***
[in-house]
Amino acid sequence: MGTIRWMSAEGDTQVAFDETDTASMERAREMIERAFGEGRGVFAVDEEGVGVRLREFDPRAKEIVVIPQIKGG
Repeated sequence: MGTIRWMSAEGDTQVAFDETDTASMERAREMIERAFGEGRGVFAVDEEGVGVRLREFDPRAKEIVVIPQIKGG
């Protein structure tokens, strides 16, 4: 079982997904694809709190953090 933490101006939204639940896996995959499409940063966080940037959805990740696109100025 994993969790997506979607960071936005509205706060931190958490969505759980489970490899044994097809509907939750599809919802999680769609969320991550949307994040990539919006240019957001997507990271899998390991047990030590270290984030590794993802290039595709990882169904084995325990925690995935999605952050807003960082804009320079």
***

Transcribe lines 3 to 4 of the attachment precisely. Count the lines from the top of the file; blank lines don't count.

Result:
Repeated sequence: MGTIRWMSAEGDTQVAFDETDTASMERAREMIERAFGEGRGVFAVDEEGVGVRLREFDPRAKEIVVIPQIKGG
């Protein structure tokens, strides 16, 4: 079982997904694809709190953090 933490101006939204639940896996995959499409940063966080940037959805990740696109100025 994993969790997506979607960071936005509205706060931190958490969505759980489970490899044994097809509907939750599809919802999680769609969320991550949307994040990539919006240019957001997507990271899998390991047990030590270290984030590794993802290039595709990882169904084995325990925690995935999605952050807003960082804009320079």